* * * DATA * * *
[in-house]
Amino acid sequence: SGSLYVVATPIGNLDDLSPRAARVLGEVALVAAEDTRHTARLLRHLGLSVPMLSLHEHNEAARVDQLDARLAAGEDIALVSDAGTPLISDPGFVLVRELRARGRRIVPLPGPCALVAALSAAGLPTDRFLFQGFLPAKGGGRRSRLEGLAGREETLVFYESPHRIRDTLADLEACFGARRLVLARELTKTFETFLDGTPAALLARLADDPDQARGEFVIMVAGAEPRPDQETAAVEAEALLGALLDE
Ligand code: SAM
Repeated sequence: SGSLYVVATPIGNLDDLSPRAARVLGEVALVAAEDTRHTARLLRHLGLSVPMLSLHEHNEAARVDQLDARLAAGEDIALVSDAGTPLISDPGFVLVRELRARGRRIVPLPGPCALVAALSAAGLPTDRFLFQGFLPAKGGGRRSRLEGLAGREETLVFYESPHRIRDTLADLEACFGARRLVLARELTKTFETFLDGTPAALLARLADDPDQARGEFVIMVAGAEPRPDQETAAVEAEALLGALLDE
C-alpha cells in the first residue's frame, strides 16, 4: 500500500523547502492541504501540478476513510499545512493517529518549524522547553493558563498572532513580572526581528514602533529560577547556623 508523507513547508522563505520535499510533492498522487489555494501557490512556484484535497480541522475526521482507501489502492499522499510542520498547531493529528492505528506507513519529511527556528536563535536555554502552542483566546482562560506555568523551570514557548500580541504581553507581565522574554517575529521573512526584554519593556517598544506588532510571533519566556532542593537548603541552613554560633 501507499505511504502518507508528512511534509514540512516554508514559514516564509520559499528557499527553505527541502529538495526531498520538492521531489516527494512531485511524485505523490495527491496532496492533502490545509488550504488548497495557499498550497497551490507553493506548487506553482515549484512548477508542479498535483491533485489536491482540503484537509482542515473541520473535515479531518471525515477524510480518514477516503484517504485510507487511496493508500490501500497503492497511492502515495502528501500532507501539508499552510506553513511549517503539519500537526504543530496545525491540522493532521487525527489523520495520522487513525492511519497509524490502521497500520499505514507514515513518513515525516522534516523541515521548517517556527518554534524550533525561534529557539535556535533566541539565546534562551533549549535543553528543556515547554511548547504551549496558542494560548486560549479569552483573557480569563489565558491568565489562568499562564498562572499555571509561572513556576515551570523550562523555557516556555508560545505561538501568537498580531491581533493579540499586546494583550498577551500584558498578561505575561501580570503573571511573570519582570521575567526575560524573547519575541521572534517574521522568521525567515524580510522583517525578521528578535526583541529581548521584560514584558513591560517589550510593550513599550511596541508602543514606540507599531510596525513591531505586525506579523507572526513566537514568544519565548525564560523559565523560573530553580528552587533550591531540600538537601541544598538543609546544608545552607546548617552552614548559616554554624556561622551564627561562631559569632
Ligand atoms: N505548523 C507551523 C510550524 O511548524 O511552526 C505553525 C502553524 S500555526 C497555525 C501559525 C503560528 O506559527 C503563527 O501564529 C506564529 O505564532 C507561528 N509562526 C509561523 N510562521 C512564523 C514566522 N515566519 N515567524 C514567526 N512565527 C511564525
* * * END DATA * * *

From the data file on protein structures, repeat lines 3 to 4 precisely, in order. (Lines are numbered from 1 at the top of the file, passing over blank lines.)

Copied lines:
Ligand code: SAM
Repeated sequence: SGSLYVVATPIGNLDDLSPRAARVLGEVALVAAEDTRHTARLLRHLGLSVPMLSLHEHNEAARVDQLDARLAAGEDIALVSDAGTPLISDPGFVLVRELRARGRRIVPLPGPCALVAALSAAGLPTDRFLFQGFLPAKGGGRRSRLEGLAGREETLVFYESPHRIRDTLADLEACFGARRLVLARELTKTFETFLDGTPAALLARLADDPDQARGEFVIMVAGAEPRPDQETAAVEAEALLGALLDE